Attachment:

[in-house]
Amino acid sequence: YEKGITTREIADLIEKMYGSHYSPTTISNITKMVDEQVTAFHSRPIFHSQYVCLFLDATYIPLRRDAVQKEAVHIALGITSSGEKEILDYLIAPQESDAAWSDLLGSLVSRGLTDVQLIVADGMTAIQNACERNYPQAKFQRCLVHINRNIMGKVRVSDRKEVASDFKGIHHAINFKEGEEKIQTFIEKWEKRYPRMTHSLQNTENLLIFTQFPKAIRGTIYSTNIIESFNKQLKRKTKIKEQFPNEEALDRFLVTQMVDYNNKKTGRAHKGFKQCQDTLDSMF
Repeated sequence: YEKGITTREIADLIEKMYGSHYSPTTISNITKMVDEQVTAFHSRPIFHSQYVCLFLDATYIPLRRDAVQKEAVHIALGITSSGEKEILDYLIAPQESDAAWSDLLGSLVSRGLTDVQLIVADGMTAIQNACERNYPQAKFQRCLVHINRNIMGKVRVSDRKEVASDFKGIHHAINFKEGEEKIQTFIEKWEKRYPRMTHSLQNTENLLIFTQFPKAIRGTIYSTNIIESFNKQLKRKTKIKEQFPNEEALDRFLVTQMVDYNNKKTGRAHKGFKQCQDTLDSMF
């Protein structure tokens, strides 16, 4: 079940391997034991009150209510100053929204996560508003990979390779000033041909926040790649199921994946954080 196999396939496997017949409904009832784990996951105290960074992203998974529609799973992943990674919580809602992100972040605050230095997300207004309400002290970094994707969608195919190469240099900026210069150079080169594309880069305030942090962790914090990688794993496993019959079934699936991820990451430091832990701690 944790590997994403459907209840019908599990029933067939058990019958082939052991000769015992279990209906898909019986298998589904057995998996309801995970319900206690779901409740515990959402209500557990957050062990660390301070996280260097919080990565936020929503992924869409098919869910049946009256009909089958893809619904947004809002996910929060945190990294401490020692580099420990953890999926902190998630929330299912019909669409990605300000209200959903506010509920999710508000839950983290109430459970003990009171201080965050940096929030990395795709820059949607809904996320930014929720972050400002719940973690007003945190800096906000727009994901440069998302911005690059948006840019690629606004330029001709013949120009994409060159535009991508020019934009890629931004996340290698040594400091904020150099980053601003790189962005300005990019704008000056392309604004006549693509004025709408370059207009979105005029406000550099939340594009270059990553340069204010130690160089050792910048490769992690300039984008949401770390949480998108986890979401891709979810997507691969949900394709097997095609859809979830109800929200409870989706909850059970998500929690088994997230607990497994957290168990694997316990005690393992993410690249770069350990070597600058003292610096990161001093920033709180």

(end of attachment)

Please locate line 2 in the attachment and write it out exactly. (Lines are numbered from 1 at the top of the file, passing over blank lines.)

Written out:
Amino acid sequence: YEKGITTREIADLIEKMYGSHYSPTTISNITKMVDEQVTAFHSRPIFHSQYVCLFLDATYIPLRRDAVQKEAVHIALGITSSGEKEILDYLIAPQESDAAWSDLLGSLVSRGLTDVQLIVADGMTAIQNACERNYPQAKFQRCLVHINRNIMGKVRVSDRKEVASDFKGIHHAINFKEGEEKIQTFIEKWEKRYPRMTHSLQNTENLLIFTQFPKAIRGTIYSTNIIESFNKQLKRKTKIKEQFPNEEALDRFLVTQMVDYNNKKTGRAHKGFKQCQDTLDSMF